Even amidst an unprecedented pandemic, Americans still traveled for the holidays, just at lower numbers than usual. That’s according to Envestnet | Yodlee’s Income and Spending trends, as well as recent news reports. Airports saw depressed numbers for holiday season. According to the Transportation Security Administration (TSA), there were over 600,000 people screened at airport security checkpoints on Christmas Day, or roughly 23% of the number vs a year ago.
Amidst the most unique holiday season in recent memory, Envestnet | Yodlee’s COVID-19 Income and Spending Trends sought out to observe how holiday shopping has differed this year compared to previous years. Spending on clothing has been steadily improving throughout the year, although even as the holiday shopping season is in full swing, it is still trending lower than 2019 due to a variety of reasons, ranging from shorter store hours to a slow economic recovery.
The market for RVs experienced a surge in demand this past summer as months quarantined at home and concerns about the potential hazards of travel led would-be vacationers to rethink their travel plans and incorporate RVs.
During the early months of the COVID-19 pandemic, Envestnet | Yodlee’s Income and Spending trends noted an increase in consumer buying in large format retail which led to certain stores being overrun with customers. Spending at these retailers spiked as customers feared store closures and supply shortages.
Many Americans who stopped paying student loan payments in April are still not paying. That can be seen in the Envestnet | Yodlee Income and Spending trends data through the month of October. The number of users making student loan payments beginning in April dropped by 50 percent.
During the lockdown in many areas of the country, households were suddenly faced with finding activities to do with the family or occupy time while activities out of the home came to a halt. While some new skills may be short lived, some new habits emerged: households have increased their cooking activity and cultivated new bread making skills, while others embarked on more ambitious home improvements and upgrades that had previously been ignored.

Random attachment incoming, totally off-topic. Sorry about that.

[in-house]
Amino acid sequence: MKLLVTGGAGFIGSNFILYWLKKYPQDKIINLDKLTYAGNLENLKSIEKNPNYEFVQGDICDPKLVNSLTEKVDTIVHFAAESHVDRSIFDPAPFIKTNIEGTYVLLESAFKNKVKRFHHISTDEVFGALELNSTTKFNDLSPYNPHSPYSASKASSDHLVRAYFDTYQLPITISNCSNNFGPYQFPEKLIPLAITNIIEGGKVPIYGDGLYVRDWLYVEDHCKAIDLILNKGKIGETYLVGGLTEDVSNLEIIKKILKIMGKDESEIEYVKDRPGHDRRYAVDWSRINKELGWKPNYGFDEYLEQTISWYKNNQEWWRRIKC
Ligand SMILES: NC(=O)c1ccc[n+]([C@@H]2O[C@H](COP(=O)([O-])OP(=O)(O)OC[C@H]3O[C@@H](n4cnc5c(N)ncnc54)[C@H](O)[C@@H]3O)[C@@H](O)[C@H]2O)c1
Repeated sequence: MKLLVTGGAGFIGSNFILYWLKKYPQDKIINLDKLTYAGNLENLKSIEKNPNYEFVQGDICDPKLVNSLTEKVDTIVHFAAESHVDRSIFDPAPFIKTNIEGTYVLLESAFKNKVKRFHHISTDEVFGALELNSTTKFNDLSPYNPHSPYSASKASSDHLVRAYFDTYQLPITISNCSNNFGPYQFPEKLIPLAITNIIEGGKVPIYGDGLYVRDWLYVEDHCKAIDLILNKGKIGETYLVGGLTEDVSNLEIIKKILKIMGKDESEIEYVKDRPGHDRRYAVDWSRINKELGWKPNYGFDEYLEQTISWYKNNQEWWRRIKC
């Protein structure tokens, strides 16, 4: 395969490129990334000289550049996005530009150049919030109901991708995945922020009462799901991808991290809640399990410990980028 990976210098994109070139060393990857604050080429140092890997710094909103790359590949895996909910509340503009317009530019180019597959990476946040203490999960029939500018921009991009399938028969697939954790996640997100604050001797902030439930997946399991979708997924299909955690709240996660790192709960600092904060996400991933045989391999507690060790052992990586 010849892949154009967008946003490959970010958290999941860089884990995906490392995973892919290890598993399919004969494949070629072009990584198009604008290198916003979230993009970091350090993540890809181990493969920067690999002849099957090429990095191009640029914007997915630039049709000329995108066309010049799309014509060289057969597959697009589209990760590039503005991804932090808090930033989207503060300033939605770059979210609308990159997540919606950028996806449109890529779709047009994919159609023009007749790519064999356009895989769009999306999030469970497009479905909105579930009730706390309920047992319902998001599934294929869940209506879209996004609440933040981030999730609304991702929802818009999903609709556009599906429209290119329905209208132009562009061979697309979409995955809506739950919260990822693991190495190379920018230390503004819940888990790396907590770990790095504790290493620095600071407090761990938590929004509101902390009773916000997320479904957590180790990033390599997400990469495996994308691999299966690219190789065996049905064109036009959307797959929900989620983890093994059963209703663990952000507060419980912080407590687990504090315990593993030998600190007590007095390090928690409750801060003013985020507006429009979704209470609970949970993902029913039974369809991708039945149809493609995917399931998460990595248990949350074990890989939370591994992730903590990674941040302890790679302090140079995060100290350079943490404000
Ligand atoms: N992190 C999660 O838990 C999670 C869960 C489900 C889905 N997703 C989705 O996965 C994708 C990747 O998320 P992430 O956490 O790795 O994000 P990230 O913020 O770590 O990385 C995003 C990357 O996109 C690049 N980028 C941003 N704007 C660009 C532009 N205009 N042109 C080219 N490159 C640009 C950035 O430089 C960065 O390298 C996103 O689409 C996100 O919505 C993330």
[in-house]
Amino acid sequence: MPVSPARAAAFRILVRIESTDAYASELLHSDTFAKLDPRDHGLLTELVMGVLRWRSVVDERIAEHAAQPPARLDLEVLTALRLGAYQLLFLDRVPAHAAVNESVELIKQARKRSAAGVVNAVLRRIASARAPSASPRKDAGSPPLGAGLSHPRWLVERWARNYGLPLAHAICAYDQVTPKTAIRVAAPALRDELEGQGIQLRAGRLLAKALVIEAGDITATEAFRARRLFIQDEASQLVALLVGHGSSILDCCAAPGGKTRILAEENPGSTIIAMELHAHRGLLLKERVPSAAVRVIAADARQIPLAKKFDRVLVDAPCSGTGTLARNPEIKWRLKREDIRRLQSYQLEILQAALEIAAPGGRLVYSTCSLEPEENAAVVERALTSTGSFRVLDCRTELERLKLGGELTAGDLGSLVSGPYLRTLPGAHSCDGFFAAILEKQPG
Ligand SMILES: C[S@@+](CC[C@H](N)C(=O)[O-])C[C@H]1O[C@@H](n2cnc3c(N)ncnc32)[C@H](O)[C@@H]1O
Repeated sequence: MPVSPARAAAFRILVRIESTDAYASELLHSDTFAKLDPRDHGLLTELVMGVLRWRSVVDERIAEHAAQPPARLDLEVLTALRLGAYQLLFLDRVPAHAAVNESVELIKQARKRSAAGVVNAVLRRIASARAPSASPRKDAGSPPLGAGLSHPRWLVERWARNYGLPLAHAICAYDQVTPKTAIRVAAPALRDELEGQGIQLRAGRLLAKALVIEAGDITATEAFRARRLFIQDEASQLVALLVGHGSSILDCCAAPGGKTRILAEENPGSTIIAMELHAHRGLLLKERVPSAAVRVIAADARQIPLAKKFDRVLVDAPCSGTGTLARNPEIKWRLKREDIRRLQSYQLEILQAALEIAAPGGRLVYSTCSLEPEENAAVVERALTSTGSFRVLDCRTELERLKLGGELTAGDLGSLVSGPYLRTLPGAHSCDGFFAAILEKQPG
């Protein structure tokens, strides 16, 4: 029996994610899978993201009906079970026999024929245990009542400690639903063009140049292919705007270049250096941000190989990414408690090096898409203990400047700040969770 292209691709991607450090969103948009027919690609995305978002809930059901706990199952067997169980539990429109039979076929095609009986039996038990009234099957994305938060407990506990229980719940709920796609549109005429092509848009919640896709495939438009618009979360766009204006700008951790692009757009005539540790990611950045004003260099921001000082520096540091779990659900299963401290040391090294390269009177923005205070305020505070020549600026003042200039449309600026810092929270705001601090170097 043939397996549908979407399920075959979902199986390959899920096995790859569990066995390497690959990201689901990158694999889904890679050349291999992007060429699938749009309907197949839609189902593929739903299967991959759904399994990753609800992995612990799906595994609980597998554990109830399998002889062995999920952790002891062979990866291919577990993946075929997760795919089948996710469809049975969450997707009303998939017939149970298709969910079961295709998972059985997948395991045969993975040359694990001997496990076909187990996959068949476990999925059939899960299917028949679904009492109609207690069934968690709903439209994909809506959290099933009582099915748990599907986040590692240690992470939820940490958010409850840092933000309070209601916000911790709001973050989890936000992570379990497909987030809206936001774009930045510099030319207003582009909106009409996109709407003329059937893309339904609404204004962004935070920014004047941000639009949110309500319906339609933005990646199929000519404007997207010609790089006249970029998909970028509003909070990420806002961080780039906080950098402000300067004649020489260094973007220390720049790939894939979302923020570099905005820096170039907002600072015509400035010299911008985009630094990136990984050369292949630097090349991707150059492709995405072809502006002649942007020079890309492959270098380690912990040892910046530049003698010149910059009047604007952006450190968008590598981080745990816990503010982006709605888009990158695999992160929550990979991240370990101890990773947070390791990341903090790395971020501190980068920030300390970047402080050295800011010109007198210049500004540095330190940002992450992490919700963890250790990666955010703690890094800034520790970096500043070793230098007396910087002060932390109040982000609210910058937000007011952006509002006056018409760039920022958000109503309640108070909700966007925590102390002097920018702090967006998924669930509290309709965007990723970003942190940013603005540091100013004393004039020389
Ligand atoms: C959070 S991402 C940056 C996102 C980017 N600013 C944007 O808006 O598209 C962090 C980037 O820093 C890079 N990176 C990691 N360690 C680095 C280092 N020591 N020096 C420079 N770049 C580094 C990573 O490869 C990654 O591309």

For the fifth straight year, Amazon Prime Day created excitement among consumers with discounted offerings for customers opening their wallets at the cloud cash register. While Amazon has not yet self-reported a final tally, according to Envestnet | Yodlee data, the event was a success, leading to an average spend per customer (or “ticket size”) of $76 during the event versus $74 a year ago.
Console gamers have not been sitting on the sidelines, patiently awaiting next generation Xbox and PlayStation systems to arrive. Envestnet | Yodlee COVID-19 Spending trends have shown that console spending has continued to maintain high levels throughout the pandemic.
At the onset of the pandemic, consumer spending on both grocery and food delivery services experienced large spikes. Several online grocery purchase platforms reported a massive increase of new customers making their first-ever purchase during the week of March 31. States like Florida, Georgia, North Carolina, Illinois and Pennsylvania saw high growth in new customers opting for grocery delivery.
Months into the global pandemic, salons and barber shops are slowly opening back up at different stages, but the industry as a whole remains hit hard. An analysis of spending at personal grooming retail outlets (haircuts, barber shops, spas, salons etc.) reveals that this industry has been severely affected by COVID-19.